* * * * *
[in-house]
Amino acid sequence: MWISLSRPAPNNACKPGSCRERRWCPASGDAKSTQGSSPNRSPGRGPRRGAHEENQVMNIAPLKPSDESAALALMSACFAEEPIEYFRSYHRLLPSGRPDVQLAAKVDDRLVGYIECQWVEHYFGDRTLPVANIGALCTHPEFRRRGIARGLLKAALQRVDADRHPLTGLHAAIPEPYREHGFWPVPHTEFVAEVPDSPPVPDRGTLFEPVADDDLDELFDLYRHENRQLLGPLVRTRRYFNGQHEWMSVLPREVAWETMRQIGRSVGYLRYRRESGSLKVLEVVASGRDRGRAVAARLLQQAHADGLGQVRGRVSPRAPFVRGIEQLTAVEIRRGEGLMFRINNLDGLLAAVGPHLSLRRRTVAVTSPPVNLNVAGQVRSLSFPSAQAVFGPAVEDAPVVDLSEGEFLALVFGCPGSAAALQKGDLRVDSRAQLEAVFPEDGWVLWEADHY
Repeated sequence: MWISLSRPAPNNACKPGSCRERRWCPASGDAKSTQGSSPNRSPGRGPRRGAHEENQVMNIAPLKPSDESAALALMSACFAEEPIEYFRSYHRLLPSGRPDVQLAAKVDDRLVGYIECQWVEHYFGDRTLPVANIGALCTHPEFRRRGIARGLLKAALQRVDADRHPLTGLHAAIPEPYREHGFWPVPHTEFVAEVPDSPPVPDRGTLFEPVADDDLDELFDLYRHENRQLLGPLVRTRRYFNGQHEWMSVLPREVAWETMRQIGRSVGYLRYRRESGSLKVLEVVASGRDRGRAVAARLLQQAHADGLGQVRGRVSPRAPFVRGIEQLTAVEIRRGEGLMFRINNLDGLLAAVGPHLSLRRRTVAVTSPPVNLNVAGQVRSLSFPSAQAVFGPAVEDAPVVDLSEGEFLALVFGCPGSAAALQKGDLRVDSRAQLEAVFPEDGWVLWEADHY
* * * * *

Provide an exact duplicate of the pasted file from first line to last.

[in-house]
Amino acid sequence: MWISLSRPAPNNACKPGSCRERRWCPASGDAKSTQGSSPNRSPGRGPRRGAHEENQVMNIAPLKPSDESAALALMSACFAEEPIEYFRSYHRLLPSGRPDVQLAAKVDDRLVGYIECQWVEHYFGDRTLPVANIGALCTHPEFRRRGIARGLLKAALQRVDADRHPLTGLHAAIPEPYREHGFWPVPHTEFVAEVPDSPPVPDRGTLFEPVADDDLDELFDLYRHENRQLLGPLVRTRRYFNGQHEWMSVLPREVAWETMRQIGRSVGYLRYRRESGSLKVLEVVASGRDRGRAVAARLLQQAHADGLGQVRGRVSPRAPFVRGIEQLTAVEIRRGEGLMFRINNLDGLLAAVGPHLSLRRRTVAVTSPPVNLNVAGQVRSLSFPSAQAVFGPAVEDAPVVDLSEGEFLALVFGCPGSAAALQKGDLRVDSRAQLEAVFPEDGWVLWEADHY
Repeated sequence: MWISLSRPAPNNACKPGSCRERRWCPASGDAKSTQGSSPNRSPGRGPRRGAHEENQVMNIAPLKPSDESAALALMSACFAEEPIEYFRSYHRLLPSGRPDVQLAAKVDDRLVGYIECQWVEHYFGDRTLPVANIGALCTHPEFRRRGIARGLLKAALQRVDADRHPLTGLHAAIPEPYREHGFWPVPHTEFVAEVPDSPPVPDRGTLFEPVADDDLDELFDLYRHENRQLLGPLVRTRRYFNGQHEWMSVLPREVAWETMRQIGRSVGYLRYRRESGSLKVLEVVASGRDRGRAVAARLLQQAHADGLGQVRGRVSPRAPFVRGIEQLTAVEIRRGEGLMFRINNLDGLLAAVGPHLSLRRRTVAVTSPPVNLNVAGQVRSLSFPSAQAVFGPAVEDAPVVDLSEGEFLALVFGCPGSAAALQKGDLRVDSRAQLEAVFPEDGWVLWEADHY